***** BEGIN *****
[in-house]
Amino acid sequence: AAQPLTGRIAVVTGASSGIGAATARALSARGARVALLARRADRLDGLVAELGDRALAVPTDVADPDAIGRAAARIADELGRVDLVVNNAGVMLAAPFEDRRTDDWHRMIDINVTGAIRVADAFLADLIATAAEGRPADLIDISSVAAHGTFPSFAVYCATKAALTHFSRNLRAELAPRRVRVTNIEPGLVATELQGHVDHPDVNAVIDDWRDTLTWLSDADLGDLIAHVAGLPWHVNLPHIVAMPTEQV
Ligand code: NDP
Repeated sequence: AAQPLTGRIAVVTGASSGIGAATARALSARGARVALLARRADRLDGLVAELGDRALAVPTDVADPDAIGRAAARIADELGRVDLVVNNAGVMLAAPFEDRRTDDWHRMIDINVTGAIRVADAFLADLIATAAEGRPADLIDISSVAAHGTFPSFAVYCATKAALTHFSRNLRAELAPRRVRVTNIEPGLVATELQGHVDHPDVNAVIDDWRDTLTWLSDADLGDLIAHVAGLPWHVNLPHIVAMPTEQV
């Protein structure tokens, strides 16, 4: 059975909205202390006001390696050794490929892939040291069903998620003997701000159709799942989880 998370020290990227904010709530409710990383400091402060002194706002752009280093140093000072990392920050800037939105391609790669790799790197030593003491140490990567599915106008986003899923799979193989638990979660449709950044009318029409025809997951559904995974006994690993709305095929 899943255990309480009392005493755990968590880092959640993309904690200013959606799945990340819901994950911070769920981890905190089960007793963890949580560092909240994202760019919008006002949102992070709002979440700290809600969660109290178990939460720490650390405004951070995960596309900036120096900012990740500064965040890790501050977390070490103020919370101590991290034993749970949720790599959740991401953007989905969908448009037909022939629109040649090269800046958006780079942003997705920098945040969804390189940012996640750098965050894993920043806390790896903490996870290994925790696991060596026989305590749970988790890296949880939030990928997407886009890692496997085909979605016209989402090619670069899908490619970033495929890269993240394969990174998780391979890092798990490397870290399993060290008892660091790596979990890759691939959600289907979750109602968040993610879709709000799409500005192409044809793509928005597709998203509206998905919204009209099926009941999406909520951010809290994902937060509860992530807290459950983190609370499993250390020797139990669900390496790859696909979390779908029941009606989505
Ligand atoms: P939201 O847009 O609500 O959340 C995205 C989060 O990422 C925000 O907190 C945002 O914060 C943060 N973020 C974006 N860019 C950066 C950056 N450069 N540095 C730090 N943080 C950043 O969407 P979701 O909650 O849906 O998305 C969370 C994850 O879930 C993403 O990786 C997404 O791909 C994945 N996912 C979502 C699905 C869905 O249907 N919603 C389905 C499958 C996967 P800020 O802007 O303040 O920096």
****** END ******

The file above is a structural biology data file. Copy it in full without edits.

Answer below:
[in-house]
Amino acid sequence: AAQPLTGRIAVVTGASSGIGAATARALSARGARVALLARRADRLDGLVAELGDRALAVPTDVADPDAIGRAAARIADELGRVDLVVNNAGVMLAAPFEDRRTDDWHRMIDINVTGAIRVADAFLADLIATAAEGRPADLIDISSVAAHGTFPSFAVYCATKAALTHFSRNLRAELAPRRVRVTNIEPGLVATELQGHVDHPDVNAVIDDWRDTLTWLSDADLGDLIAHVAGLPWHVNLPHIVAMPTEQV
Ligand code: NDP
Repeated sequence: AAQPLTGRIAVVTGASSGIGAATARALSARGARVALLARRADRLDGLVAELGDRALAVPTDVADPDAIGRAAARIADELGRVDLVVNNAGVMLAAPFEDRRTDDWHRMIDINVTGAIRVADAFLADLIATAAEGRPADLIDISSVAAHGTFPSFAVYCATKAALTHFSRNLRAELAPRRVRVTNIEPGLVATELQGHVDHPDVNAVIDDWRDTLTWLSDADLGDLIAHVAGLPWHVNLPHIVAMPTEQV
């Protein structure tokens, strides 16, 4: 059975909205202390006001390696050794490929892939040291069903998620003997701000159709799942989880 998370020290990227904010709530409710990383400091402060002194706002752009280093140093000072990392920050800037939105391609790669790799790197030593003491140490990567599915106008986003899923799979193989638990979660449709950044009318029409025809997951559904995974006994690993709305095929 899943255990309480009392005493755990968590880092959640993309904690200013959606799945990340819901994950911070769920981890905190089960007793963890949580560092909240994202760019919008006002949102992070709002979440700290809600969660109290178990939460720490650390405004951070995960596309900036120096900012990740500064965040890790501050977390070490103020919370101590991290034993749970949720790599959740991401953007989905969908448009037909022939629109040649090269800046958006780079942003997705920098945040969804390189940012996640750098965050894993920043806390790896903490996870290994925790696991060596026989305590749970988790890296949880939030990928997407886009890692496997085909979605016209989402090619670069899908490619970033495929890269993240394969990174998780391979890092798990490397870290399993060290008892660091790596979990890759691939959600289907979750109602968040993610879709709000799409500005192409044809793509928005597709998203509206998905919204009209099926009941999406909520951010809290994902937060509860992530807290459950983190609370499993250390020797139990669900390496790859696909979390779908029941009606989505
Ligand atoms: P939201 O847009 O609500 O959340 C995205 C989060 O990422 C925000 O907190 C945002 O914060 C943060 N973020 C974006 N860019 C950066 C950056 N450069 N540095 C730090 N943080 C950043 O969407 P979701 O909650 O849906 O998305 C969370 C994850 O879930 C993403 O990786 C997404 O791909 C994945 N996912 C979502 C699905 C869905 O249907 N919603 C389905 C499958 C996967 P800020 O802007 O303040 O920096």